Plymouth County officials order levee repairs

Posted April 11, 2019 at 5:00 am

By Julie Ann Madden

“It’s a matter of who wants to predict when water is going to come up next and how long is (the Big Sioux River levee) going to last,” said Plymouth County Emergency Management Coordinator Duane Walhof. “We’re in an emergency situation — what are we going to do to fix that levee?”

That’s what Walhof, and Plymouth County Engineer Tom Rohe asked Plymouth County Supervisors at their April 2 meeting.

When the Big Sioux River rises, it floods its old oxbow, just west of Westfield’s sewage lagoons in Section 27 of Westfield Township, said Walhof, explaining this causes flood waters to hit the north side of the levee. “The theory is if the levee blows out, it’s going to run over the top of (Westfield’s) sewage lagoons and eventually blow them out — making a mess for the City of Westfield that will be a long time trying to fix.”

Both properties of Westfield residents and those who live downstream could be inundated with sewage, they said.

“We have to get it fixed,” said Supervisor Craig Anderson.

“Yes,” agreed Supervisor Chairman Don Kass. “How close is the water now?”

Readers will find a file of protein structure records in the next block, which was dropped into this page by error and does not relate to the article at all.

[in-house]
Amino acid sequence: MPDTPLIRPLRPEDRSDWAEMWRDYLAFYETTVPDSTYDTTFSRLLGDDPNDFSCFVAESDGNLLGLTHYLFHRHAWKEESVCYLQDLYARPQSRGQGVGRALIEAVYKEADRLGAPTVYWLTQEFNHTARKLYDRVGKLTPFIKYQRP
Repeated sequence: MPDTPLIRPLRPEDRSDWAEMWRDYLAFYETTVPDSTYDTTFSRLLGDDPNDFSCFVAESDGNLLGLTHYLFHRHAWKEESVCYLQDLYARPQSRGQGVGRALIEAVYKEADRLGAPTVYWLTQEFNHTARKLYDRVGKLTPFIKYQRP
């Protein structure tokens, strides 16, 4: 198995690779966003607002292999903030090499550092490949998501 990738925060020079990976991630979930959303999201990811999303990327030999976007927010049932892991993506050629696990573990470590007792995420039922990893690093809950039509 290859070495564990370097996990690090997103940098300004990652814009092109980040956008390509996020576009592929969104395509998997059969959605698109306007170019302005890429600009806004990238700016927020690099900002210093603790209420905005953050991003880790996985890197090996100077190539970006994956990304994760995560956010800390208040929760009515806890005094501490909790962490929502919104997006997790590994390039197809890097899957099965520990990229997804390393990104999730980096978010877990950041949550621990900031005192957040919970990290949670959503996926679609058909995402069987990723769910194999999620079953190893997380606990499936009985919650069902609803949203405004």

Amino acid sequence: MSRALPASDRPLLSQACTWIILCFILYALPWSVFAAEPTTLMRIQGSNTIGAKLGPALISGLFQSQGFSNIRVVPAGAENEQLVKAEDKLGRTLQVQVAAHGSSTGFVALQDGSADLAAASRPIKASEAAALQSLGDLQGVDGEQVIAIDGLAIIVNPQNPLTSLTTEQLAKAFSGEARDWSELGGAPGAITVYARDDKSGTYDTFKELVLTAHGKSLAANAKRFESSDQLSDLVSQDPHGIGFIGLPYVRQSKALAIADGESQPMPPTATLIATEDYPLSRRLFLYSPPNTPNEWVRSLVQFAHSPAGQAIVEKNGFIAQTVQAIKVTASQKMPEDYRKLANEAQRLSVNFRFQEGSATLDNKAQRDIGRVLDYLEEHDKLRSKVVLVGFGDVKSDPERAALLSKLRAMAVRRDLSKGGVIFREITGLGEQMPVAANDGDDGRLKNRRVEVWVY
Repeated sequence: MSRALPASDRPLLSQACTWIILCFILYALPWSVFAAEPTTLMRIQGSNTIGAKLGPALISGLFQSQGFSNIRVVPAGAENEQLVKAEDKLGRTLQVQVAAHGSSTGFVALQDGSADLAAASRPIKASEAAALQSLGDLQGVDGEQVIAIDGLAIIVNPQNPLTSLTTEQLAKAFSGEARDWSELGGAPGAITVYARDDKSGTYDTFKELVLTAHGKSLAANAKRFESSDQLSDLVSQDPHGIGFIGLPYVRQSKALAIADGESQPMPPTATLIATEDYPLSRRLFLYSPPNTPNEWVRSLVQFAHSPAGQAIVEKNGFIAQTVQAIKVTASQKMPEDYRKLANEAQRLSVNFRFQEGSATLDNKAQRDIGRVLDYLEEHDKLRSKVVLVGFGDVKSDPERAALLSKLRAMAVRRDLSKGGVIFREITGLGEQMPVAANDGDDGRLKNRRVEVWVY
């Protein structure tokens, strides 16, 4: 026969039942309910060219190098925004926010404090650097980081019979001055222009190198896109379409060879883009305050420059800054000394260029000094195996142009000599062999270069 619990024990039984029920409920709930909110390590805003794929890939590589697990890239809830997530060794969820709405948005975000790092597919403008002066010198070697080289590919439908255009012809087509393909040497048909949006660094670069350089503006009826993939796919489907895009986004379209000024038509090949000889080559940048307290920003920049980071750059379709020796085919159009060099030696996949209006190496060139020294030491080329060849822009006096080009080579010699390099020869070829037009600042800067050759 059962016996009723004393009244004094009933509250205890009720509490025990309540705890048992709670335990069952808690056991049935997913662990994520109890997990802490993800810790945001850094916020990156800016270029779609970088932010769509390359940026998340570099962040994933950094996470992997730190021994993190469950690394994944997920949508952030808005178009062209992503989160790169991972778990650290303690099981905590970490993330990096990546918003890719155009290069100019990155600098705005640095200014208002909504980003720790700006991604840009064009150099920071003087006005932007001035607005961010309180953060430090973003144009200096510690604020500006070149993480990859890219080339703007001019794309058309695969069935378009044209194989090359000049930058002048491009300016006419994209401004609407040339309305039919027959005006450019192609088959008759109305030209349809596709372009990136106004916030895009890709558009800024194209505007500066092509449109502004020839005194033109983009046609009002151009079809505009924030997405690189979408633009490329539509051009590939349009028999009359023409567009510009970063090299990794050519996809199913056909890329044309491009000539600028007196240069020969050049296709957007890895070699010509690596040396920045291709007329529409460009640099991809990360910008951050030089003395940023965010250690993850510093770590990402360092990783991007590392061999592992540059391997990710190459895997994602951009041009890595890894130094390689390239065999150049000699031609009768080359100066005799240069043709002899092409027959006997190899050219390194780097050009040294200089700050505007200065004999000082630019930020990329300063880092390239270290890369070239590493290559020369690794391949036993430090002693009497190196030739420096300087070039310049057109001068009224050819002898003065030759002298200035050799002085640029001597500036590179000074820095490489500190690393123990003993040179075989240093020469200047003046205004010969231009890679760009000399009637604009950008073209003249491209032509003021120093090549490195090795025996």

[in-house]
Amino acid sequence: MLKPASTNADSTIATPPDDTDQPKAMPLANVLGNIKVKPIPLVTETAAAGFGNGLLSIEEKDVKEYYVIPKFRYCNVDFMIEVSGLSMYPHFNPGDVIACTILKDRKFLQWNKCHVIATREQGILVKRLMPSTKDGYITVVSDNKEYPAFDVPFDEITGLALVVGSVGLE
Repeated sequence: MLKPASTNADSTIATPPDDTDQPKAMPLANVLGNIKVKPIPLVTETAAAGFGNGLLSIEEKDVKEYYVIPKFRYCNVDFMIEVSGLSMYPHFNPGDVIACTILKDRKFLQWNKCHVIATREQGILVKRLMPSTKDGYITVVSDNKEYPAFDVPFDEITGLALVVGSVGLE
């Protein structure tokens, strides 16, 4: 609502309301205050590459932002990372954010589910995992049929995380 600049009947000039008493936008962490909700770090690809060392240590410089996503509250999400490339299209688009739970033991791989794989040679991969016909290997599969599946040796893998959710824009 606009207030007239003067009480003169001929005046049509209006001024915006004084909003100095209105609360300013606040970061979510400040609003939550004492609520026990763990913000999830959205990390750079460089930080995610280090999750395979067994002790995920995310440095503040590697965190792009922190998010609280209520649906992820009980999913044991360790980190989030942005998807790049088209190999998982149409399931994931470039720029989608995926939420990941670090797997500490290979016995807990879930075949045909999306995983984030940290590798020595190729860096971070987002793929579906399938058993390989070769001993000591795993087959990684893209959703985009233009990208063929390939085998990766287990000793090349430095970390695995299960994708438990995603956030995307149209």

“The river is down but one 4-inch rain –,” said Walhof.

The county has two problems in repairing it: finding fill dirt material and the time to fix it, said Rohe, noting one of the three breached areas washed out last year and the county crews fixed it.

According to Rohe, it could take about 25 loads or more of material to fix the three breached areas and the county has no materials on this side of the county.

Their gravel pit at Chatsworth was saturated and its access may be still be underwater, Rohe told supervisors.

Any dirt that the levee lost has been washed away so material will have to be hauled in and possibly purchased, he said.

“We can fix it,” said Rohe. “It’s just a matter of when. We’d like to get our roads (damaged by flooding) fixed first.”

“It’s a coin flip of when is it going to flood again,” said Walhof.

“If you need it done in two weeks, it would be best (to hire a contractor to do it),” said Rohe.

Supervisor John Meis asked if this would be covered by Federal Emergency Management Agency (FEMA) disaster assistance.

Walhof wasn’t sure, noting county officials were meeting privately with FEMA officials on April 4.

If it would be, Meis was concerned about what FEMA requirements would be for repairing the levee.

“It doesn’t really matter,” said Kass. “It has to be done.”

Anderson made a motion to direct Rohe to get materials and hire a contractor if necessary to fix the levee as soon as possible. Supervisor Gary Horton seconded the motion, and the vote was 5-0.

It was noted the county’s Procurement Policy’s emergency clause covered this action.

Rohe estimated levee repairs would cost about $15,000 to $20,000. However, it won’t cause property owners in the Westfield Drainage District No. 3 to pay more. The Drainage District’s coffers have about $90,000 at this time.

In addition, county officials hope to be reimbursed with FEMA disaster funds.

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